Sally Ann Howes (born 20 July 1930) is a British actress and singer, who currently holds dual British-American citizenship. Her career on stage, screen and television has spanned over six decades. She is best remembered for the role of Truly Scrumptious in the 1968 musical film, Chitty Chitty Bang Bang.
Howes was born in St John's Wood, London, the daughter of British comedian/actor/singer/variety star Bobby Howes (1895–1972) and actress/singer Patricia Malone (1899–1971). She is the granddaughter of Capt. J.A.E. Malone (died 1928), London theatrical director of musicals, and she has an older brother, Peter Howes, a retired professional musician and music professor. Her great-grandfather, Joseph Malone, was awarded the Victoria Cross in 1854 during the Crimean War. Her uncle, Pat Malone, was an actor on stage, films, and television.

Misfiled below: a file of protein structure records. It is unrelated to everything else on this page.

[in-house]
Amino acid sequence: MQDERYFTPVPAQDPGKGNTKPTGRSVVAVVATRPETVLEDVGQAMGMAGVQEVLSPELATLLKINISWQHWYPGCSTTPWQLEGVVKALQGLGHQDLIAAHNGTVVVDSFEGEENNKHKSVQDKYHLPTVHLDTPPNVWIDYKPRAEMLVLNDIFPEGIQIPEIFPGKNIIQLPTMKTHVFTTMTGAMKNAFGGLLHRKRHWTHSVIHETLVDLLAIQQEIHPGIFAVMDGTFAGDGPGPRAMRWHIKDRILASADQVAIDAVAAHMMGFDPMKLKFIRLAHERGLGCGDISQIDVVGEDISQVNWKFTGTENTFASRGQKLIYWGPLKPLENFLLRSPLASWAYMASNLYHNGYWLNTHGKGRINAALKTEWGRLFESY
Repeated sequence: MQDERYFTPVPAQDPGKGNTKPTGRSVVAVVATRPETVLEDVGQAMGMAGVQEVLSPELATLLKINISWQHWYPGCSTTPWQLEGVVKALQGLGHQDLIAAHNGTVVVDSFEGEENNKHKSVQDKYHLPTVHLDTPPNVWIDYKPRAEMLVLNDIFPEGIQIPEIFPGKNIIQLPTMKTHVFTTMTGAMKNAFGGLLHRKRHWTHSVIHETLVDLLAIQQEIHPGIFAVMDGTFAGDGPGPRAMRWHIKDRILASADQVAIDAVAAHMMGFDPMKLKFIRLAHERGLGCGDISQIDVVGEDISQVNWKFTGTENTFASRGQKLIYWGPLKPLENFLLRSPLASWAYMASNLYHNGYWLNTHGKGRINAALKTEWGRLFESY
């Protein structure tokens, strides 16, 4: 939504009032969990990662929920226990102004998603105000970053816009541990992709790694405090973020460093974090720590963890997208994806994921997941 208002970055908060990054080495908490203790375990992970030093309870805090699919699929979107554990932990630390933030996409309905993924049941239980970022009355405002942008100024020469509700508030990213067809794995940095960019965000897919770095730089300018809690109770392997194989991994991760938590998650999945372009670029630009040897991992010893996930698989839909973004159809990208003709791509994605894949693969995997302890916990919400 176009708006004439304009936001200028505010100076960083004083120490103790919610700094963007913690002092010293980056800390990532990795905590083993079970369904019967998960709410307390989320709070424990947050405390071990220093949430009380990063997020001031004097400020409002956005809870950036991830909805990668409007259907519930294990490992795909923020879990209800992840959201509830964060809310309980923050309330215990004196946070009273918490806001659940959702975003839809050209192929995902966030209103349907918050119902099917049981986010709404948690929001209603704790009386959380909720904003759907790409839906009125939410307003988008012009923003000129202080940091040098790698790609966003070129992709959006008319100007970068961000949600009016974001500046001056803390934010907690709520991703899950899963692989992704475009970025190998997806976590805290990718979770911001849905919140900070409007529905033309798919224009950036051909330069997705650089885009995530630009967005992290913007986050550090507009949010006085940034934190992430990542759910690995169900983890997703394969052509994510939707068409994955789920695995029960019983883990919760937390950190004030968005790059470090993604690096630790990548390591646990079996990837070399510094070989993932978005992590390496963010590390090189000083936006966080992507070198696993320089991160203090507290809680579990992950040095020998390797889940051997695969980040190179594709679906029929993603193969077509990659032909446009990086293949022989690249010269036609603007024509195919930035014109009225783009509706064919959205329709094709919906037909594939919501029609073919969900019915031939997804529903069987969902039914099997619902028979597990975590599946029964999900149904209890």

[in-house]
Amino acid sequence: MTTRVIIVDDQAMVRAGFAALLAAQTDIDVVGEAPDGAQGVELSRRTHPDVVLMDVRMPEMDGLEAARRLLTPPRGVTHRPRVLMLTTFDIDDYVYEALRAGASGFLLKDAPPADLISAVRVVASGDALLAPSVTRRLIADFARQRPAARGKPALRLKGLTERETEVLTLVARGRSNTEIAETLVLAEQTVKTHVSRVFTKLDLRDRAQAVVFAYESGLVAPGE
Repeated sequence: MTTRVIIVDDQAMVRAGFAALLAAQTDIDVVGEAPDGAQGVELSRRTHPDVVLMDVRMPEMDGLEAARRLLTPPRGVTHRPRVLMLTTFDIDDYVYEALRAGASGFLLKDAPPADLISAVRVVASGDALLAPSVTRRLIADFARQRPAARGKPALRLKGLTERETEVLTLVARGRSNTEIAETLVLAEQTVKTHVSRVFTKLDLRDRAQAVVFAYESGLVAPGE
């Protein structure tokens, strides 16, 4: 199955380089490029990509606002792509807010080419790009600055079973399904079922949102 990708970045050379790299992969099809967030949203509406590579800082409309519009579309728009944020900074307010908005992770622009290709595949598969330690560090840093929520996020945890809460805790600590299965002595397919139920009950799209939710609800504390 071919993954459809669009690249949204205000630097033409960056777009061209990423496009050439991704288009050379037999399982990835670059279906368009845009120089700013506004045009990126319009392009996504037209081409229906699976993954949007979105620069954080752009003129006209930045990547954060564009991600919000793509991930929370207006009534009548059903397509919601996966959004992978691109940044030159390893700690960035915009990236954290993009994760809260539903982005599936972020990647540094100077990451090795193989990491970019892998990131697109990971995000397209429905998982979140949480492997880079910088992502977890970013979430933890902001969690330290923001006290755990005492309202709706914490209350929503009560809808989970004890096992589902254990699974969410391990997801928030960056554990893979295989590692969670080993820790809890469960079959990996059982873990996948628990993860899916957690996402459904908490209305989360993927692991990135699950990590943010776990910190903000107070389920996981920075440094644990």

Howes moved to the family's country house in Essendon, Hertfordshire for the duration of World War II. She was a show-business baby who lived a quiet, orderly childhood where she grew up with a nanny and was surrounded by a variety of pets and her parents' theatrical peers, including actor/writer Jack Hulbert and his wife, actress Cicely Courtneidge, who had an adjoining house. Her first taste of the stage was school productions, but as she came from a theatrical family, it was inevitable that another family friend, an agent who was visiting the Howes family for dinner, became impressed with her and not long after suggested the young Sally Ann for a role in a movie. Two hundred young girls had already been screen tested without success, and the producers were desperate to find a talented little girl to play the lead, and they asked her father to please rush in some pictures on the recommendation of the agent. The movie, Thursday's Child, was written by playwright and screenwriter Rodney Ackland, also a close neighbor to the Howes family, and it would become Ackland's directorial debut. Thursday's Child (1943) launched her career. A second film, The Halfway House (1944), led to her being put under contract by Michael Balcon of Ealing Studios, and this was followed by many other film roles as a child actress including Dead of Night (1945) with Sir Michael Redgrave, Pink String and Sealing Wax (1946), Nicholas Nickleby (1947), My Sister and I (1948) and Anna Karenina (1948), with Vivien Leigh.